(l to r back row) New York Communities for Change organizer Chio Valerio, RWDSU attorneys Liz Vladek and Larry Cary and RWDSU Assistant to the President David Mertz look on as Sunny Day worker Juan Campis signs new RWDSU contract.
After joining the RWDSU and engaging their employer in a 13-week strike, the workers at Sunny Day Car Wash in the Bronx ratified a three-year contract that mirrors the contract the union reached with another carwash in Queens less than two weeks ago. This makes Sunny Day the second car wash east of Los Angeles to be covered by a union contract.
“We are thankful to the WASH NY campaign, without their support none of this would have been possible,” said Juan Campis, a worker at Sunny Day. “I feel like we won what many deemed impossible.”
Jaime Morales, a worker at Sunny Day from Mexico said: “It feels great to accomplish something that we thought was impossible and to show everyone that we won. Once again we demonstrated, si se puede! (yes, we can!)”
Highlights of the 3-year deal, which took effect June 4, 2013, include an immediate increase of 28 cents per hour, bringing workers to a minimum of $7.53 an hour including tips. Three more raises over the life of the contract will bring workers to a minimum of $9.18 an hour. The contract also protects immigrant workers, expands protections against discrimination, increases job security by establishing seniority, and requires that a shop steward supervise the counting and distribution of tips.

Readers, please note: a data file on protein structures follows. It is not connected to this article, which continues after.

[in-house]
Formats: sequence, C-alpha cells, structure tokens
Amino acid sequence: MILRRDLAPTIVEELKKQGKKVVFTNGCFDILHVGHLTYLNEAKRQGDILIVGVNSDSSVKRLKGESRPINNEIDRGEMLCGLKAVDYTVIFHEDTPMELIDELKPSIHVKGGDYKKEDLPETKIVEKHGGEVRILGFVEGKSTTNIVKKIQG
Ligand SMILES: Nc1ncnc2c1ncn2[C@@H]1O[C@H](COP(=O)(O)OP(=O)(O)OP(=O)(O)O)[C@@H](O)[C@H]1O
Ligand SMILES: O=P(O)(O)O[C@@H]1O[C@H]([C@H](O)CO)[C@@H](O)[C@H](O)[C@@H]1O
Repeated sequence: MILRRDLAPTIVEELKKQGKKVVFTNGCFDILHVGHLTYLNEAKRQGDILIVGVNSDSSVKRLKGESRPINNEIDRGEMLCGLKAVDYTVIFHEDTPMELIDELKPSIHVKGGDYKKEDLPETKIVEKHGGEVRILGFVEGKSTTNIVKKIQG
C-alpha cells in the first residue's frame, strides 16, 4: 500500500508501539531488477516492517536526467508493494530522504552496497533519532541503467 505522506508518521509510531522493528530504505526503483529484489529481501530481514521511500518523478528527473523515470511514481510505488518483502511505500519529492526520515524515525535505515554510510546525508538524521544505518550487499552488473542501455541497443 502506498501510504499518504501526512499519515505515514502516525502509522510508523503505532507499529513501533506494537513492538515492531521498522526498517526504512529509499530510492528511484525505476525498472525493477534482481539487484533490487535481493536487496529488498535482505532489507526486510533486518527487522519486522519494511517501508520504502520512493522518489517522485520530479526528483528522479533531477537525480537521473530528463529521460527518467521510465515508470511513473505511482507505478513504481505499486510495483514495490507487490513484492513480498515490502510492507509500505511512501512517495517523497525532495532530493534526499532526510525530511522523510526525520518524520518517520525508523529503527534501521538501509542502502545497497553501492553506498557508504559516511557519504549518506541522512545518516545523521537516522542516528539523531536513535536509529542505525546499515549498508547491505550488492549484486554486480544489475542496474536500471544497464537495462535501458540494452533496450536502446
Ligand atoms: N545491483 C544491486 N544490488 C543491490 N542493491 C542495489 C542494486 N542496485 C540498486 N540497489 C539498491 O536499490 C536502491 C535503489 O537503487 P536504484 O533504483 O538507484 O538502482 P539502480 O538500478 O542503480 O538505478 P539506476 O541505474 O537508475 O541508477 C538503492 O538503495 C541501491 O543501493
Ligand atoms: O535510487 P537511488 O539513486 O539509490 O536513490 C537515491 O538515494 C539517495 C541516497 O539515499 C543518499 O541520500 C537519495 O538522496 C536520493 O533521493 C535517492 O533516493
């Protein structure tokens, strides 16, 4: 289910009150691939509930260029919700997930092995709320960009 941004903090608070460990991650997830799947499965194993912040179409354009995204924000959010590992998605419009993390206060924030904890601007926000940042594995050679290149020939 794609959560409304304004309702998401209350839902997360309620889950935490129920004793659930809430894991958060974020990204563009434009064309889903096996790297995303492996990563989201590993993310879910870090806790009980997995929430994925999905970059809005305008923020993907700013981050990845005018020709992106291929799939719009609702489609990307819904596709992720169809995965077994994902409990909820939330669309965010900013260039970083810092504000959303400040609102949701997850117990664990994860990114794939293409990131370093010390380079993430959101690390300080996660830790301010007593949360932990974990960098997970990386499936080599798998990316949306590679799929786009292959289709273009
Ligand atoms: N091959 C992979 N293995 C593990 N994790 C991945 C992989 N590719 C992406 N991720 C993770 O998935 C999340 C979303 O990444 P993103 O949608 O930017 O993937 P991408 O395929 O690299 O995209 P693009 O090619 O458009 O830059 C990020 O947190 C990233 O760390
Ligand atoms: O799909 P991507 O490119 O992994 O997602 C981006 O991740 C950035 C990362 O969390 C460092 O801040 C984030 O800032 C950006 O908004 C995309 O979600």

Starting next year, workers will get five paid days a year and two personal days, and in addition they won the right to take leave to attend to immigration issues.
They will also be entitled to a 4-week leave to return to their home countries.
In addiion the employer must have just cause to fire a worker and establishes a grievance procedure and binding third party arbitration.
It was unjust firings of workers that caused the successful 13-week strike by Sunny Day workers last year.
“This car wash contract has broad significance for all New Yorkers. It proves that low-wage immigrant workers are able and willing to stand up and fight for better lives through unionization,” said RWDSU President Stuart Appelbaum.
“We congratulate these carwasheros for their courage in this fight,” he said. “This contract sends a powerful message to other car wash and low wage workers throughout New York City: You can fight back against poor wages and working conditions, and you can win by joining the RWDSU.”